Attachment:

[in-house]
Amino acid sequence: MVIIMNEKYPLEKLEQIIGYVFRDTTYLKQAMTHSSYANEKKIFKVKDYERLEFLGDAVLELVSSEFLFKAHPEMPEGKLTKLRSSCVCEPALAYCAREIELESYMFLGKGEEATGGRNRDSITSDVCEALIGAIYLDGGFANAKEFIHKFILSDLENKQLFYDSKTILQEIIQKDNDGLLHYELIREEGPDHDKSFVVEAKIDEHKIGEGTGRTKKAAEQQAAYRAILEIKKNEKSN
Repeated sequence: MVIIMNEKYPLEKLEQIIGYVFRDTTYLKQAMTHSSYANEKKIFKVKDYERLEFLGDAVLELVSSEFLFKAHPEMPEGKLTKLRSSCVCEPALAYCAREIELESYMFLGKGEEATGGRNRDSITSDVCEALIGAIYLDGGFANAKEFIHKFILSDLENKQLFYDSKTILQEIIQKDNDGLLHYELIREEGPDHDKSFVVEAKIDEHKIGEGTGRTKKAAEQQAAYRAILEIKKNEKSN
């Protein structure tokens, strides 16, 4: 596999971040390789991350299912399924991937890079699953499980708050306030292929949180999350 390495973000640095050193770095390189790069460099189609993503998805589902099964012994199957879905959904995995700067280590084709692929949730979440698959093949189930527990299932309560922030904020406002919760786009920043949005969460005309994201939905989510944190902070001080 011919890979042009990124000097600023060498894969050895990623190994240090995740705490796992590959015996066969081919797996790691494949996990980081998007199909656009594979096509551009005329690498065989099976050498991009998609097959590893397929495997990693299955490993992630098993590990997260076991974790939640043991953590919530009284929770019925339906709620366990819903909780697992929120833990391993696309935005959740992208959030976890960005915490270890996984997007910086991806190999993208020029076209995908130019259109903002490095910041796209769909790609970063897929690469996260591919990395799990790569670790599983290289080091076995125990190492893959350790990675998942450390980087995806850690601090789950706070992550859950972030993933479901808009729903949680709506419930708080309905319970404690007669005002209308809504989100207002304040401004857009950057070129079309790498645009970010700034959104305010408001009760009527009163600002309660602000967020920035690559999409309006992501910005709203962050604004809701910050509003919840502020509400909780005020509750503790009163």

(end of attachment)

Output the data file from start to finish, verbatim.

[in-house]
Amino acid sequence: MVIIMNEKYPLEKLEQIIGYVFRDTTYLKQAMTHSSYANEKKIFKVKDYERLEFLGDAVLELVSSEFLFKAHPEMPEGKLTKLRSSCVCEPALAYCAREIELESYMFLGKGEEATGGRNRDSITSDVCEALIGAIYLDGGFANAKEFIHKFILSDLENKQLFYDSKTILQEIIQKDNDGLLHYELIREEGPDHDKSFVVEAKIDEHKIGEGTGRTKKAAEQQAAYRAILEIKKNEKSN
Repeated sequence: MVIIMNEKYPLEKLEQIIGYVFRDTTYLKQAMTHSSYANEKKIFKVKDYERLEFLGDAVLELVSSEFLFKAHPEMPEGKLTKLRSSCVCEPALAYCAREIELESYMFLGKGEEATGGRNRDSITSDVCEALIGAIYLDGGFANAKEFIHKFILSDLENKQLFYDSKTILQEIIQKDNDGLLHYELIREEGPDHDKSFVVEAKIDEHKIGEGTGRTKKAAEQQAAYRAILEIKKNEKSN
């Protein structure tokens, strides 16, 4: 596999971040390789991350299912399924991937890079699953499980708050306030292929949180999350 390495973000640095050193770095390189790069460099189609993503998805589902099964012994199957879905959904995995700067280590084709692929949730979440698959093949189930527990299932309560922030904020406002919760786009920043949005969460005309994201939905989510944190902070001080 011919890979042009990124000097600023060498894969050895990623190994240090995740705490796992590959015996066969081919797996790691494949996990980081998007199909656009594979096509551009005329690498065989099976050498991009998609097959590893397929495997990693299955490993992630098993590990997260076991974790939640043991953590919530009284929770019925339906709620366990819903909780697992929120833990391993696309935005959740992208959030976890960005915490270890996984997007910086991806190999993208020029076209995908130019259109903002490095910041796209769909790609970063897929690469996260591919990395799990790569670790599983290289080091076995125990190492893959350790990675998942450390980087995806850690601090789950706070992550859950972030993933479901808009729903949680709506419930708080309905319970404690007669005002209308809504989100207002304040401004857009950057070129079309790498645009970010700034959104305010408001009760009527009163600002309660602000967020920035690559999409309006992501910005709203962050604004809701910050509003919840502020509400909780005020509750503790009163």